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Clean Lines of Action

David Gane
David Gane

I push my students to think about cause and effect in their scenes and scripts. When the action we read is convoluted, we stop and go back to try and make sense of it.

Yet, in a film, we are not in control of time, so our brains are trying to register poorly formed action while trying to simultaneously process it.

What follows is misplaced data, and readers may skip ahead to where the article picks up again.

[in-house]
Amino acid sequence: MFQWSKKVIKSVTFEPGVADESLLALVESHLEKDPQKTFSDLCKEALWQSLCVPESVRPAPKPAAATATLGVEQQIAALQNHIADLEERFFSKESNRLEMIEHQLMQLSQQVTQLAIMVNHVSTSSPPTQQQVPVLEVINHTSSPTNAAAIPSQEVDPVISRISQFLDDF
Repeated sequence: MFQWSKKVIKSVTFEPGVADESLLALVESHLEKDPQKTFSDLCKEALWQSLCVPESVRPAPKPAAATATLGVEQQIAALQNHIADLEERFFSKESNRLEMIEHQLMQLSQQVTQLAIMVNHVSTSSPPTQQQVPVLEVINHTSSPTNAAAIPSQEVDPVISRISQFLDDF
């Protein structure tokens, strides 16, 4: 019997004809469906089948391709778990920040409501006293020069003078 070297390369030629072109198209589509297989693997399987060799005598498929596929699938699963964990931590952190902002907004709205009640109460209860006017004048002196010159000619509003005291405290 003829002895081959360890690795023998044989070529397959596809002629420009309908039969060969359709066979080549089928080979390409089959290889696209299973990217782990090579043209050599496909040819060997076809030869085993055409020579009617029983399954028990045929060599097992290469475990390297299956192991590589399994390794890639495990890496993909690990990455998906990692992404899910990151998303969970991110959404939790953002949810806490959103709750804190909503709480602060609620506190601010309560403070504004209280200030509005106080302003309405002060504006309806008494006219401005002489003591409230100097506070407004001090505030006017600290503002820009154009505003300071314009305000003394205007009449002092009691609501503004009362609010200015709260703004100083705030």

Jim Emerson points this out in his In the Cut Series:

The cleaner the action, the easier it is to sweep a reader (or viewer) along with the story.

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Co-writer of the Shepherd and Wolfe young adult mysteries, the internationally award-winning series, and teacher of storytelling and screenwriting.